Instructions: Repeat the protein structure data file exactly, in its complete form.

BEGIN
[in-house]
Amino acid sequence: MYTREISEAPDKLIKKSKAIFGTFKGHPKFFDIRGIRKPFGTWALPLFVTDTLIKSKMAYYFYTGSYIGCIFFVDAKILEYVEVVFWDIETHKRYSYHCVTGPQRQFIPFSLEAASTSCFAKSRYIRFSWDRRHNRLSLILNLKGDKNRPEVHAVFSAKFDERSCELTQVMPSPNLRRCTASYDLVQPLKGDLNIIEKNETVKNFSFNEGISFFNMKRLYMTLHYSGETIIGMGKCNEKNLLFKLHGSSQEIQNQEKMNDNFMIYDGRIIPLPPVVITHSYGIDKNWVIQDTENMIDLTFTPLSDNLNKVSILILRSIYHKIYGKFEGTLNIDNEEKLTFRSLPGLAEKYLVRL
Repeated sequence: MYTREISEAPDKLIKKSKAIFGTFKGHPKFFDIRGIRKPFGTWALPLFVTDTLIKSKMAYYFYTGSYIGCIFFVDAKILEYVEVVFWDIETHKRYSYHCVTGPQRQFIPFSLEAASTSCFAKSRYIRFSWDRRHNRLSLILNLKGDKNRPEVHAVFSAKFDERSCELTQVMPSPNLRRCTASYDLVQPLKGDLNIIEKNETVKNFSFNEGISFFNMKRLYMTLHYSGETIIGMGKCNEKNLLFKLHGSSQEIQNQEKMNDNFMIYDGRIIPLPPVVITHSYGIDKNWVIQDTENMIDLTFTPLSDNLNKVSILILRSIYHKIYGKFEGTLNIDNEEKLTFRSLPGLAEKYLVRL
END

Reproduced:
[in-house]
Amino acid sequence: MYTREISEAPDKLIKKSKAIFGTFKGHPKFFDIRGIRKPFGTWALPLFVTDTLIKSKMAYYFYTGSYIGCIFFVDAKILEYVEVVFWDIETHKRYSYHCVTGPQRQFIPFSLEAASTSCFAKSRYIRFSWDRRHNRLSLILNLKGDKNRPEVHAVFSAKFDERSCELTQVMPSPNLRRCTASYDLVQPLKGDLNIIEKNETVKNFSFNEGISFFNMKRLYMTLHYSGETIIGMGKCNEKNLLFKLHGSSQEIQNQEKMNDNFMIYDGRIIPLPPVVITHSYGIDKNWVIQDTENMIDLTFTPLSDNLNKVSILILRSIYHKIYGKFEGTLNIDNEEKLTFRSLPGLAEKYLVRL
Repeated sequence: MYTREISEAPDKLIKKSKAIFGTFKGHPKFFDIRGIRKPFGTWALPLFVTDTLIKSKMAYYFYTGSYIGCIFFVDAKILEYVEVVFWDIETHKRYSYHCVTGPQRQFIPFSLEAASTSCFAKSRYIRFSWDRRHNRLSLILNLKGDKNRPEVHAVFSAKFDERSCELTQVMPSPNLRRCTASYDLVQPLKGDLNIIEKNETVKNFSFNEGISFFNMKRLYMTLHYSGETIIGMGKCNEKNLLFKLHGSSQEIQNQEKMNDNFMIYDGRIIPLPPVVITHSYGIDKNWVIQDTENMIDLTFTPLSDNLNKVSILILRSIYHKIYGKFEGTLNIDNEEKLTFRSLPGLAEKYLVRL